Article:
There are certain facts about these explosions if a liquid doesn't have any microscopic seed bubbles, then it will superheat and explode. There are several common liquids that totally lack seed bubbles: canned goods, eggs, meat, and vegetables. Canned goods are boiled and then sealed. The boiling will remove all the dissolved gases, and as the food cools, the live steam condenses back into water, creating a fairly good vacuum. That's why the lid on the jar of spagetti sauce goes "poink" when you break the seal. In a vacuum, There are no seed bubbles. So Spagetti-Os and jars of apple sauce are just like the explosive coffee which has been boiled and cooled several times. They're like bombs waiting to go off. There's a possible cure: stir them first. Stir them well, whisk them up so there's lots of little bubbles mixed in. The only other cure is to stick a bunch of wooden chopsticks into the food. You need several, since unlike coffee, the food doesn't stir itself as it heats.
Eggs also explode. If you are trying to fry an egg open in a microwave, be sure to get an explosion. It seems that biological systems can adjust the amount of dissolved gases within themselves. As long as the dissolved gas is a bit lower than the natural amount, this will cause all tiny bubbles to shrink and vanish. Tiny bubbles will dissolve. This makes sense where living things are concerned. You don't want your tissues to fill with foam! Given the choice, Nature would rather make bubbles inside plants and animals slowly shrink, not slowly grow.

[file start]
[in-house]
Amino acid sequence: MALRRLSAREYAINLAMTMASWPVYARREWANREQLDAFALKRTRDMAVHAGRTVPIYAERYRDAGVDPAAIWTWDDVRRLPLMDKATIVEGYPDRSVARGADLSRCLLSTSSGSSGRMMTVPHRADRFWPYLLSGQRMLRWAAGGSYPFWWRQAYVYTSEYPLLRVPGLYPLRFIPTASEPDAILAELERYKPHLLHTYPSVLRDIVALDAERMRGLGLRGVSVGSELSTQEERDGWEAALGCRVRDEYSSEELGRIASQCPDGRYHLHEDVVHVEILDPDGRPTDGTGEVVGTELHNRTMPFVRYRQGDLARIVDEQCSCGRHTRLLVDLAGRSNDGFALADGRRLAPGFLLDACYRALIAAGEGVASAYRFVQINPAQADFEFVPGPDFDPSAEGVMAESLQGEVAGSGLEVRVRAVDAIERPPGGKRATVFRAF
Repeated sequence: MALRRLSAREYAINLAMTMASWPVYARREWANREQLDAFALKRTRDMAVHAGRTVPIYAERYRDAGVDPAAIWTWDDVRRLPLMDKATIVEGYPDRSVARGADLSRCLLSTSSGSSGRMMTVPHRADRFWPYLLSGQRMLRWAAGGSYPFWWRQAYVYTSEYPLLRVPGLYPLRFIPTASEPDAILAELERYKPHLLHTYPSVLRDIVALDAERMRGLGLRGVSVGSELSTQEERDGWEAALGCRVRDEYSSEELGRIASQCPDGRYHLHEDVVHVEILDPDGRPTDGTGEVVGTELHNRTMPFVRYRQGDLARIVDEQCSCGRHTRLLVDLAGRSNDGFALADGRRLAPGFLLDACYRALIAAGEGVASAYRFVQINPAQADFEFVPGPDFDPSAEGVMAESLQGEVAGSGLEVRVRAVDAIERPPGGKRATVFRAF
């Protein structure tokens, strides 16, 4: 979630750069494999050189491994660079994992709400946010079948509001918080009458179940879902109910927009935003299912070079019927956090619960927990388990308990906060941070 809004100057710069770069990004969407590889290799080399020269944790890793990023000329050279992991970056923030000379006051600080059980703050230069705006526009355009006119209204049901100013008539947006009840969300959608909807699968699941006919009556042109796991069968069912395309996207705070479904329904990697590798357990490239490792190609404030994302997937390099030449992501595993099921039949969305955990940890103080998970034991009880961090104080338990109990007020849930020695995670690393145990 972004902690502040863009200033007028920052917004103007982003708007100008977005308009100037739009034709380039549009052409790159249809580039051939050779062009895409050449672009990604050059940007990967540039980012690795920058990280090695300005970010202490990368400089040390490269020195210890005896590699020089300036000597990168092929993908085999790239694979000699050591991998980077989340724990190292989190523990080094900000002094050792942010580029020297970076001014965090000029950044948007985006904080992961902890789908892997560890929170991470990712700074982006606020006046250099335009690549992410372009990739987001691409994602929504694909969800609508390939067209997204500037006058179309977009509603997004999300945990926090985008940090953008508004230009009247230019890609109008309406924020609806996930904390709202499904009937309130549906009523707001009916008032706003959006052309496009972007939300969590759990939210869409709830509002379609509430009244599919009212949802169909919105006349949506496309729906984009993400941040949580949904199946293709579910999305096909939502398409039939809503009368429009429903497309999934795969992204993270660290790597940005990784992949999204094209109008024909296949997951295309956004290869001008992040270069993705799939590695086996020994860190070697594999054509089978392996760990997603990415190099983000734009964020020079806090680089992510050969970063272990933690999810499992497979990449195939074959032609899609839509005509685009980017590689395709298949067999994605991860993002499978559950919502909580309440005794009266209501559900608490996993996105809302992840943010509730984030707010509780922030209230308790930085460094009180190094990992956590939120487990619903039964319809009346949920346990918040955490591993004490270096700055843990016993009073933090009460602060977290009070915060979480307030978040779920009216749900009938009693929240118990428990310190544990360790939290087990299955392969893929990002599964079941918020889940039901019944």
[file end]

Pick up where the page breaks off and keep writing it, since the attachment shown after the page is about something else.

So eggs, meat, and vegetables are "exploding coffee" too. Unless you whisk some air into your eggs, they will tend to superheat and explode. Same with potatoes, beets, etc. At least with vegetables you can slice them thin. That gives them large surface area, and destroys any large volumes which are far from the air. Meat is the same: it can explode if overheated. Add some air by slicing it, or use a needle to poke it full of holes.
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